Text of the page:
Dr Farrah Kheradmand explains the mechanisms of lung injury due to vaporization


After 1 month, we started to see differences in the appearance of macrophages in mice exposed to e-cigarettes, nicotine-independent, said Farrah Kheradmand, MD, professor of pulmonary medicine at Baylor College of Medicine and member physician. of the Houston Veterans. Business Medical Center (VA). Kheradmand’s research was presented at this year’s American Thoracic Society (ATS) Virtual Conference 2021.

Transcription

Can you provide an overview of your presentation “Mechanisms of Injury Caused by Vaping?”

We were very interested in the potential dangers of vaping with nicotine as an alternative to cigarettes. We did a very simple 2 by 2 experiment, as most of my VA patients wanted to know if vaping is safe, a safe alternative. This is how it was announced.

We took mice and exposed them to vaping with or without nicotine, and to cigarettes or air. We wanted to compare what happens to inflammatory mediators in cigarette smoke versus taking nicotine in the form of aerosol vaping. What we found is that they are completely different, which means that the inflammatory mediators that arrive in the lungs of mice when exposed to conventional cigarettes are completely different from those when you expose mice. to electronic cigarettes.

Interestingly, when we exposed them for a chronic period, which meant we didn’t want to know what the immediate response was, we wanted to know what was happening in the long term, because most people don’t just vape for 1 or 2 days. . They want to vape for a long time. Our experimental model was such that we could actually test this hypothesis. When we exposed mice to 4 months of cigarette smoke, we saw what we had seen before. Mice have emphysema, they receive inflammatory mediators, especially innate and adaptive immune cells in the lungs.

What we found was that while we didn’t see emphysema in mice exposed to e-cigarettes, the pulmonary macrophages – these are innate immune cells in the lungs – were markedly different from those mice exposed to air or cigarette smoke. What’s more interesting is that it doesn’t matter whether they’re exposed to nicotine or not. It happened regardless of the nicotine. This is really how the story began, as the altering alteration of innate immune cells in the lungs. It puts us on the path we have discovered.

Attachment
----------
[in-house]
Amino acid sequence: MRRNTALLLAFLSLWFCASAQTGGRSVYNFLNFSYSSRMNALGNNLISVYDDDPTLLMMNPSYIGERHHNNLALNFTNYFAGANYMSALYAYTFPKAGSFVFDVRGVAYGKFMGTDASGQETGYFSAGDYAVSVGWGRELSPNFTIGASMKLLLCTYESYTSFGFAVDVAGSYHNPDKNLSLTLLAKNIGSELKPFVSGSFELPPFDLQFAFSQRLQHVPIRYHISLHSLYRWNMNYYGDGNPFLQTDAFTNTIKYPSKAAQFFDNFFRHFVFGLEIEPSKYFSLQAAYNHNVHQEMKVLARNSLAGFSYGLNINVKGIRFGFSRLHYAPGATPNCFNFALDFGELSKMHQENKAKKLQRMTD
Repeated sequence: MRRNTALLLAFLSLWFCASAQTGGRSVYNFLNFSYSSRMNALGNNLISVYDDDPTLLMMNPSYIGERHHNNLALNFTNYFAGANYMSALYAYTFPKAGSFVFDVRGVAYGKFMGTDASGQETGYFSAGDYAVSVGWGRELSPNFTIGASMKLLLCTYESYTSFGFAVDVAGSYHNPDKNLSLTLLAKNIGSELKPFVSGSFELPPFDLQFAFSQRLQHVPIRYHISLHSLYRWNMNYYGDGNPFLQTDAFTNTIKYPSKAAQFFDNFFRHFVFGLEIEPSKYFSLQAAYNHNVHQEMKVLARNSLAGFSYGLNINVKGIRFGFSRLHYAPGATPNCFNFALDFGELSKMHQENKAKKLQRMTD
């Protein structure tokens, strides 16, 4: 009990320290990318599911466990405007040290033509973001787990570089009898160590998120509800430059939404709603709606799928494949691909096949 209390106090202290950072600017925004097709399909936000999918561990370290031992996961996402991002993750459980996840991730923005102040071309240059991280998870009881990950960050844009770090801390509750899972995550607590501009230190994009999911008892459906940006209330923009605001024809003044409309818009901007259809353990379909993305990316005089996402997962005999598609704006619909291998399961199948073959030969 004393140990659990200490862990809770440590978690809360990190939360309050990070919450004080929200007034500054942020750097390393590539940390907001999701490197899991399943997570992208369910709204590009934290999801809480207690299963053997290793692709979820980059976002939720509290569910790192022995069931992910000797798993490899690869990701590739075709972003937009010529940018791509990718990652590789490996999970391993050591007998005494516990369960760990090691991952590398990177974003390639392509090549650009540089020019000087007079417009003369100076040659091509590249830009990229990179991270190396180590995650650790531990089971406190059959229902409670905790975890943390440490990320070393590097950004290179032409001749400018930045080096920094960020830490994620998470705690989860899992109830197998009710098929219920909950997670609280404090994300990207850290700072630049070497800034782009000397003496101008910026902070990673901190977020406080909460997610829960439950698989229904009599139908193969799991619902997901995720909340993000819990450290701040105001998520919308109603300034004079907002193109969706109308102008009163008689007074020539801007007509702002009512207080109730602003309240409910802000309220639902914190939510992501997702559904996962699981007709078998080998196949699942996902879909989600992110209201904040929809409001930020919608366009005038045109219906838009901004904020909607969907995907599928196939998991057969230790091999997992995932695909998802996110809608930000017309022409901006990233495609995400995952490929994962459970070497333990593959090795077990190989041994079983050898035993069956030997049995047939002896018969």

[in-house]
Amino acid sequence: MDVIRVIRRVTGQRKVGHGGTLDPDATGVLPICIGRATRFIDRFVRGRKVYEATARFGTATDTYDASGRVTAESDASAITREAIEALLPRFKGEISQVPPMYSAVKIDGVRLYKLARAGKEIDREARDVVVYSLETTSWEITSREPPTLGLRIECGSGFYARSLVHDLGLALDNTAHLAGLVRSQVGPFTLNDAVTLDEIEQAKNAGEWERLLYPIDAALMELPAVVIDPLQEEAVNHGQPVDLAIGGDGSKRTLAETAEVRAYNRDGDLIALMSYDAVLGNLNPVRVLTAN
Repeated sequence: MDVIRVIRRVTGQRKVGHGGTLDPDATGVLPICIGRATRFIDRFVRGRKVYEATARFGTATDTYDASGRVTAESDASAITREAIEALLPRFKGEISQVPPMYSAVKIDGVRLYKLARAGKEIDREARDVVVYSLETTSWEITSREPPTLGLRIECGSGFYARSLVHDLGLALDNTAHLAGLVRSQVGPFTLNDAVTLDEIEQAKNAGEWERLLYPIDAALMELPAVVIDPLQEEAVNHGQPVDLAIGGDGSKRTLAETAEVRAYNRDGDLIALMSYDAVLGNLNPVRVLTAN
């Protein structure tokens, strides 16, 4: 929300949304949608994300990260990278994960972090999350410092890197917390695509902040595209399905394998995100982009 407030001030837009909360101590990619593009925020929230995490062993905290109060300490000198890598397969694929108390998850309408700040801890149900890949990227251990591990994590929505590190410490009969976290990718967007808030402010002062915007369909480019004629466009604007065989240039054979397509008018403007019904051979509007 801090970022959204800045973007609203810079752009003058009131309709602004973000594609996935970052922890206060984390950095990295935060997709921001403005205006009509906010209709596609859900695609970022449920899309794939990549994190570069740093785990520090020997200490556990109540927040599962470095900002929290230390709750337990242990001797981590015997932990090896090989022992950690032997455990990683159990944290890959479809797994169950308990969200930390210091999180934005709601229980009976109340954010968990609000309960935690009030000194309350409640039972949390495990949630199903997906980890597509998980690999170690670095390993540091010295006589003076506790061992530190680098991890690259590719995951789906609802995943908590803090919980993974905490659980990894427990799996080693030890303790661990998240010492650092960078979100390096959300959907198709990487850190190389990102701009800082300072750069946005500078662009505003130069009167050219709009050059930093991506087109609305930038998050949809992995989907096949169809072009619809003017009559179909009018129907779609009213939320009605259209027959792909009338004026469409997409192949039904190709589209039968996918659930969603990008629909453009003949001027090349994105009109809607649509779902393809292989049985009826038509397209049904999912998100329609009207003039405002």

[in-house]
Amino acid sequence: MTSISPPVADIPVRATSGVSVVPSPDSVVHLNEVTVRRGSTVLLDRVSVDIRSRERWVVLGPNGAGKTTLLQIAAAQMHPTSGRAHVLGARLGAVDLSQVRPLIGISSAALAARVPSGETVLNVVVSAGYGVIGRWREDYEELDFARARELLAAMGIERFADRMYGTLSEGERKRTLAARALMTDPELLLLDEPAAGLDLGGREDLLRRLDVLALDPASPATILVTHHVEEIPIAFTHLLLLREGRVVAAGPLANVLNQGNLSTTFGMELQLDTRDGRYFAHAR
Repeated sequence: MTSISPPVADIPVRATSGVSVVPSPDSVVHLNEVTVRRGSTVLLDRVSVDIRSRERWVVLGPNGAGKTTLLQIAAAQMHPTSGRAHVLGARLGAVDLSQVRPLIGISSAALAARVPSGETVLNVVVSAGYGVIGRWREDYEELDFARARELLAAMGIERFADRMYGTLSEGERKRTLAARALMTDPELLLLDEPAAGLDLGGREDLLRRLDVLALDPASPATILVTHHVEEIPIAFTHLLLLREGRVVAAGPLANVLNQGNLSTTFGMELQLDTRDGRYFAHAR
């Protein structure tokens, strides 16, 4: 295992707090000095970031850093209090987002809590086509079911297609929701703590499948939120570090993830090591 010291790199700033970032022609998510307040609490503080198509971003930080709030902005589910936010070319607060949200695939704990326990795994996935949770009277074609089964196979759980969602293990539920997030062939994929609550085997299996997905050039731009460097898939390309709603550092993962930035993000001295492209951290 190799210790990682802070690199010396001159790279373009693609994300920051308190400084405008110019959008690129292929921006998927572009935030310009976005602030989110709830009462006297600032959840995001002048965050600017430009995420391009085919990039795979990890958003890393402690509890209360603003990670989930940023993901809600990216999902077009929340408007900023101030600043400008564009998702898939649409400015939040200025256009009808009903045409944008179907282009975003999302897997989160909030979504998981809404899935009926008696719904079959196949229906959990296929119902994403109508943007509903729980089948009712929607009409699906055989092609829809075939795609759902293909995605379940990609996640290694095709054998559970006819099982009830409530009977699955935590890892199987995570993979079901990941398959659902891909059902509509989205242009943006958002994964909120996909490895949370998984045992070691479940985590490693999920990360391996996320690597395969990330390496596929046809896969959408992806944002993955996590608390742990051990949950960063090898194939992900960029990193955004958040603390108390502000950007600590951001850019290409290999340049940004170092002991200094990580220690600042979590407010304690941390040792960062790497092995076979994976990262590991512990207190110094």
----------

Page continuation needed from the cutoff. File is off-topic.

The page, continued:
Based on your research, what can happen to a person’s lungs when they vape?

What we found was that we exposed mice to e-cigarettes and as early as maybe a month after the start – and again we did a [exposure] which is almost like smoking a lifetime in a human lifetime, so 4 months of e-cigarettes – as early as 1 month we started to see differences in the appearance of macrophages, again, regardless of nicotine, in mice exposed to electronic cigarettes. When we identified the macrophages [they had] kind of shiny look. When we stained them for oil, and in these vacuoles, we found that there were large amounts of oil settling in the macrophages. That’s why they seemed more translucent, they seemed to have vacuoles in them.

We initially thought they were going through apoptosis, or cell death. But we looked at all the markers of it, and we didn’t identify any such activity. But what we researched and found was that there was an accumulation of lipids inside the cell body. When we opened the cells and took an unbiased approach to try to figure out what these lipids are, we found that they are actually lipids that are normally found in surfactants. Surfactant is that lubricant that keeps the alveoli open, so we can continue to keep our lungs open and breathe. What happens is that these particular molecules called surfactants are recycled – a third of the surfactant is recycled every hour.

It’s a very, very active process. Macrophages and type 2 alveolar cells are specialized cells inside the lung, they talk to each other, if you will. They actually coordinate the recycling of surfactants so that we always have a new layer of surfactant in our lungs to keep the lungs open. Part of the function of macrophages is to effectively perform this surfactant recycling. What we have assumed is that the function of the alveolar macrophages is disrupted, so that in order for them to recycle the surfactant, they cannot catch up. They therefore accumulate inside their cell body. That’s why over time it’s a cumulative thing.

While at about a month we see a few macrophages that have this glossy and fatty deposited, over time, at 3 or 4 months of exposure, we find almost the majority of cells that have this phenotype. This means that the more exposed you are, the more this process is delayed and the more the macrophages become dysfunctional.


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